What Does Your Vagina Taste Like?

Vaginas do a pretty good job taking care of themselves and don’t need any special soaps or gels. A healthy vulva will taste and smell natural with hints of sweat, musk, and body odor.

Your vulva’s scent and taste changes throughout the month due to hormones and the menstrual cycle. Sweat can leave a salty, briny taste and urine can be sour.


A common myth is that a woman’s vagina should smell like pineapple or other sweet foods, but it doesn’t actually taste that way. It does have a slightly tangy or sour flavor, though, because the organ is home to billions of bacteria and it’s naturally acidic.

The flavor can vary based on the time of the month due to hormones and menstrual cycles. It can also have a metallic or penny-like flavor, which is normal after menstruation because the blood brings in some iron. A woman’s diet can affect her vaginal fluid as well, so it could change to a more bitter or sour flavor, depending on what she eats.

If the vulva develops a strong, new taste or smell, it may be a sign of an infection, says Ton. To prevent this, stick to breathable underwear and avoid bath products that might irritate the area. It’s also important to maintain a healthy lifestyle by eating a balanced diet, drinking plenty of water, and regularly washing the vulva with non-scented soap. This will help the pH level remain balanced and keep your bacterial balance in check, which is key to avoiding infections.

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Many people describe the vulva’s taste and smell as sour. That’s because the vagina is naturally acidic, which helps keep harmful bacteria away from our rockin’ bodies. Some women also have a metallic or penny-like flavor in their vaginas, especially when they’re menstruating and have trace amounts of blood in the area.

The flavor and odor can change depending on what you eat. Foods that are heavy in garlic or spices, or that have a strong asparagus, cheese or duck sauce flavor can impact the vulva’s smell and taste. Eating a lot of meat or drinking alcohol can also affect the way your vulva smells and tastes, as those foods tend to increase sweating and body odor in the groin area.

A sudden change in the vulva’s smell or taste may indicate an infection, like bacterial vaginosis or trichomoniasis. If this happens, you should visit a health care provider and get diagnosed so they can start you on antibiotics. Otherwise, if your vulva is smelling or tasting funky for no reason, don’t worry! It’s totally normal.


It may be surprising, but the taste of your vagina is actually quite salty. The body’s natural perspiration will leave a small amount of salt on the vulva, as well as traces of any urine. Sweat from spicy foods, certain medications and even bathing soaps can leave a salty taste and odor.

If your vulva tastes or smells very strong, it’s a sign that something is wrong. This could be an infection or an imbalance in your microbial balance. It could also be caused by a change in diet, medication or hormones.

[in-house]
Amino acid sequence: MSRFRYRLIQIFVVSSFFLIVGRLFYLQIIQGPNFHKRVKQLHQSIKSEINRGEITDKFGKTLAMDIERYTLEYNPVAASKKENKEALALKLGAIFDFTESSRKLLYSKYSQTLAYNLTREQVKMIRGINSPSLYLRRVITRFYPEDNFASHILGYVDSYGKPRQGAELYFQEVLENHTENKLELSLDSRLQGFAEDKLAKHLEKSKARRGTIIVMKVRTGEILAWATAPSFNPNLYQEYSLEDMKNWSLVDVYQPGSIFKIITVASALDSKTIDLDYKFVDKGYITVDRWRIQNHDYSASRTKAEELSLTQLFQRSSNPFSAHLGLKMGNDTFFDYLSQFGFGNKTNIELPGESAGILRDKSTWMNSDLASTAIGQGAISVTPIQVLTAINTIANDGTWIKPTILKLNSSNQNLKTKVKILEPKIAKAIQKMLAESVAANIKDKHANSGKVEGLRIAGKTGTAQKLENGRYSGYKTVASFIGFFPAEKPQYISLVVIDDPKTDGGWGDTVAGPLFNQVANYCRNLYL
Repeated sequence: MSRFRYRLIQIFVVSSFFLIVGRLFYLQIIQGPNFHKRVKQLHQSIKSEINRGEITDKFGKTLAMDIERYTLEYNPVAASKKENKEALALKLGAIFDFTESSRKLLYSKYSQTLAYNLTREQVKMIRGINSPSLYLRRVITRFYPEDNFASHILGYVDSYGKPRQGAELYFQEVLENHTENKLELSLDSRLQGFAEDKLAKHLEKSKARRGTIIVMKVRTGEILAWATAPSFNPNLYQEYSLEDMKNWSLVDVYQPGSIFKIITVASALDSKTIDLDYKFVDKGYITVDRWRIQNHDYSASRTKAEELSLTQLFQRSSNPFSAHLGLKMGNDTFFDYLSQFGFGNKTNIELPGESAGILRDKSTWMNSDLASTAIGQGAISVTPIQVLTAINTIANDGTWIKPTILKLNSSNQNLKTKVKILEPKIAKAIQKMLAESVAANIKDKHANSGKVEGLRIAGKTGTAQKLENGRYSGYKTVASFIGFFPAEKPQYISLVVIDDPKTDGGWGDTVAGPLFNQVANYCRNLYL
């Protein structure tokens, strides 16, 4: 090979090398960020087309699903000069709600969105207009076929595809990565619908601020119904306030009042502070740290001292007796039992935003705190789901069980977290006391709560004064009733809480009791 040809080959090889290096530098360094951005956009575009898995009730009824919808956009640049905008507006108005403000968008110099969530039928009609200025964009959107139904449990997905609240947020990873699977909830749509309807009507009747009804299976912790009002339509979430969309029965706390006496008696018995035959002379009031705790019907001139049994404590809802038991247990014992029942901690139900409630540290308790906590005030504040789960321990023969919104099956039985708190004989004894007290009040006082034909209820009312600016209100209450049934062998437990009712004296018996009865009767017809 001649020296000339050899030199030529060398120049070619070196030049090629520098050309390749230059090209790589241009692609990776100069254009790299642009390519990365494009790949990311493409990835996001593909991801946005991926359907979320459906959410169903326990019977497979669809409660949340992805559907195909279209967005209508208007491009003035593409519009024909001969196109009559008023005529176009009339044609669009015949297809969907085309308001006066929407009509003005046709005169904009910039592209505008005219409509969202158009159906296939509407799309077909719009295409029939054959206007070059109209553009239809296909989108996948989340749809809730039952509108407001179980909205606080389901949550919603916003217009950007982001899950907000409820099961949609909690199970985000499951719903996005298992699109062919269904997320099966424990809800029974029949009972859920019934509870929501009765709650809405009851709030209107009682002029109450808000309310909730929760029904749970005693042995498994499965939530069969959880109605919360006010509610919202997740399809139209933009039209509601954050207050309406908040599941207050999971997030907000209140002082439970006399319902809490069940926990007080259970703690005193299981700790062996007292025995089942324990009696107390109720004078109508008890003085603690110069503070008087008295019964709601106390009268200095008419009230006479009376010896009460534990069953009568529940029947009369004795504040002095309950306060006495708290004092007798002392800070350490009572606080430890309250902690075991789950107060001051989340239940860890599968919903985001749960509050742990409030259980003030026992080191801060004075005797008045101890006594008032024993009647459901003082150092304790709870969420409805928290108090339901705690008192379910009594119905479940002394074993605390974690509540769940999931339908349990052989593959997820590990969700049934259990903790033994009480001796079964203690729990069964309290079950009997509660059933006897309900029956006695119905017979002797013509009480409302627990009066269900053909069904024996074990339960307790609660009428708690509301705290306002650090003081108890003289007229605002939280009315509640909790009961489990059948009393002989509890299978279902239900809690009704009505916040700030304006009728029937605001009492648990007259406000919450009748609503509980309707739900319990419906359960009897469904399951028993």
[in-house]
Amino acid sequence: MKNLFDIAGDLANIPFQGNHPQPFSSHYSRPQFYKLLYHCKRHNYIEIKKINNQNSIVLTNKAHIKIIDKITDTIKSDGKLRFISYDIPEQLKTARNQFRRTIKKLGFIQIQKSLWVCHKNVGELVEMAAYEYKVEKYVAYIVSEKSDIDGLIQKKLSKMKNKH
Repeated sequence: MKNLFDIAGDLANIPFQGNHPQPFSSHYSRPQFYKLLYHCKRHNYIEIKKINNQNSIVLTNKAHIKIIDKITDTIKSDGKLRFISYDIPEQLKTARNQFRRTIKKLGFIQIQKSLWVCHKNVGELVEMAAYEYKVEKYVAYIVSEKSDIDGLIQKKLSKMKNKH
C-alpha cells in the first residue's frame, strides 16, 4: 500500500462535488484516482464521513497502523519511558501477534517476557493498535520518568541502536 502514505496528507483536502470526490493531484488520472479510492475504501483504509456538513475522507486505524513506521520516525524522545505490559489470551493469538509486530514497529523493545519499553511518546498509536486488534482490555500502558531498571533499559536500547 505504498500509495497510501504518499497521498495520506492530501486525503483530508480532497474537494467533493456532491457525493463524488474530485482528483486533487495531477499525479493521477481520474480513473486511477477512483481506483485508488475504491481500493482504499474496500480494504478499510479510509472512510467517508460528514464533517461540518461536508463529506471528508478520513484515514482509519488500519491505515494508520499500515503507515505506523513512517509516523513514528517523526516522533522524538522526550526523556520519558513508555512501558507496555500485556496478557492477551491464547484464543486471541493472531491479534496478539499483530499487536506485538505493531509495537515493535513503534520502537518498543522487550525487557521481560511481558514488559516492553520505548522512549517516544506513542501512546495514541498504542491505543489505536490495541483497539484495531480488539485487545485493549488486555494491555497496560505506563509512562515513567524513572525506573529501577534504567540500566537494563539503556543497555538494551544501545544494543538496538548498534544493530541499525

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Vaginas are complex ecosystems that secrete a variety of fluids to clean, lubricate and move your body. Because of this, they are constantly changing. Your vulva’s flavor and smell will vary from day to day depending on your diet, the time of month (hormones and menstruation) and even what you wear. And, as much as we might want a clean and fragrant vulva, skip the perfumed washes and sprays – they can have a negative impact on your microbial health. Instead, form a bond with your vulva and learn to embrace its unique taste and smell.


If you follow wellness trends or scroll through social media, you’ve probably seen various foods (like pineapple) and supplements touted as vaginal-health boosting. But can your vulva really taste better with these items?

Vaginal fluid and mucus are naturally acidic, which some people describe as a metallic or penny-like flavor. It can also be more copper penny-like in the days right before and after menstruation, as trace amounts of blood in the vulva cause a shift in its pH level.

If your vulva tastes off, it’s worth mentioning to a doctor. “A foul smell or strange tasting vulva may be an indication of a sexually transmitted infection like bacterial vaginosis,” Queen says. A fishy odor is a common symptom of this easily treatable condition.

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Both experts stress that it’s important to avoid using scented washes, gels, or other feminine hygiene products in the area because they can upset the delicate balance of bacteria that live there. They can also irritate the vulva and aggravate existing conditions and infections, and they can cause unpleasant flavors and odors.


Lastly, your vagina may taste metallic or penny-like (thanks to the high iron content of blood). This can happen in the days following menstruation when trace amounts of blood are still present in and around the vulva. It’s completely normal.

It’s also normal for your vulva (which includes your labia and clitoris) to have a sour or salty flavor. The area is naturally acidic, which helps balance the bacteria that blossom down there. And of course, the vulva secretes pheromones that can turn your partner on.

All of this is normal — and actually, pretty darn sexy. However, if you notice a change in the smell or taste of your vulva, it could be a sign that something is wrong. For instance, if it starts smelling like fish or has a strong, rotten smell, it might mean your pH levels are off and your vulva isn’t in its happy place.

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